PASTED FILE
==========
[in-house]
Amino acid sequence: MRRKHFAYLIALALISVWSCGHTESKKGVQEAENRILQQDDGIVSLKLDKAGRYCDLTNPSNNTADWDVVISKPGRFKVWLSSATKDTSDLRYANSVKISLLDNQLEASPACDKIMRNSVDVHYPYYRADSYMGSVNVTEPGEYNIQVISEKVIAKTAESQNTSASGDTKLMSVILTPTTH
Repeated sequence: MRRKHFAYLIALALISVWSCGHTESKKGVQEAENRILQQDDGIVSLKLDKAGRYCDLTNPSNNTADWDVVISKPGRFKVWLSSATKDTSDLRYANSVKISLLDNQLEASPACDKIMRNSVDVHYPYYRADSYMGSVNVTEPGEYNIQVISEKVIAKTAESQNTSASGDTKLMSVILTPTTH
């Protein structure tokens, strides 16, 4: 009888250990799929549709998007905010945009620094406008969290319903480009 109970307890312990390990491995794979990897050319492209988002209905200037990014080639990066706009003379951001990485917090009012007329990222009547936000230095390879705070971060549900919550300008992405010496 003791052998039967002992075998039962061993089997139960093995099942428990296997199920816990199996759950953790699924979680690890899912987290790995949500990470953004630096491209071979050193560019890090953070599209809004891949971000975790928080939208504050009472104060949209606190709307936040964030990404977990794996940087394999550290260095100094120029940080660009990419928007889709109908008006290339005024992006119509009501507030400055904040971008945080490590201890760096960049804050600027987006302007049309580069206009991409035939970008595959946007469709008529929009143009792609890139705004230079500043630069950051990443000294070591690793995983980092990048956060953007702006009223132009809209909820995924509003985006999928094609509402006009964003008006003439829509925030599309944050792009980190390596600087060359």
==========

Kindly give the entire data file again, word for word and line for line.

[in-house]
Amino acid sequence: MRRKHFAYLIALALISVWSCGHTESKKGVQEAENRILQQDDGIVSLKLDKAGRYCDLTNPSNNTADWDVVISKPGRFKVWLSSATKDTSDLRYANSVKISLLDNQLEASPACDKIMRNSVDVHYPYYRADSYMGSVNVTEPGEYNIQVISEKVIAKTAESQNTSASGDTKLMSVILTPTTH
Repeated sequence: MRRKHFAYLIALALISVWSCGHTESKKGVQEAENRILQQDDGIVSLKLDKAGRYCDLTNPSNNTADWDVVISKPGRFKVWLSSATKDTSDLRYANSVKISLLDNQLEASPACDKIMRNSVDVHYPYYRADSYMGSVNVTEPGEYNIQVISEKVIAKTAESQNTSASGDTKLMSVILTPTTH
């Protein structure tokens, strides 16, 4: 009888250990799929549709998007905010945009620094406008969290319903480009 109970307890312990390990491995794979990897050319492209988002209905200037990014080639990066706009003379951001990485917090009012007329990222009547936000230095390879705070971060549900919550300008992405010496 003791052998039967002992075998039962061993089997139960093995099942428990296997199920816990199996759950953790699924979680690890899912987290790995949500990470953004630096491209071979050193560019890090953070599209809004891949971000975790928080939208504050009472104060949209606190709307936040964030990404977990794996940087394999550290260095100094120029940080660009990419928007889709109908008006290339005024992006119509009501507030400055904040971008945080490590201890760096960049804050600027987006302007049309580069206009991409035939970008595959946007469709008529929009143009792609890139705004230079500043630069950051990443000294070591690793995983980092990048956060953007702006009223132009809209909820995924509003985006999928094609509402006009964003008006003439829509925030599309944050792009980190390596600087060359």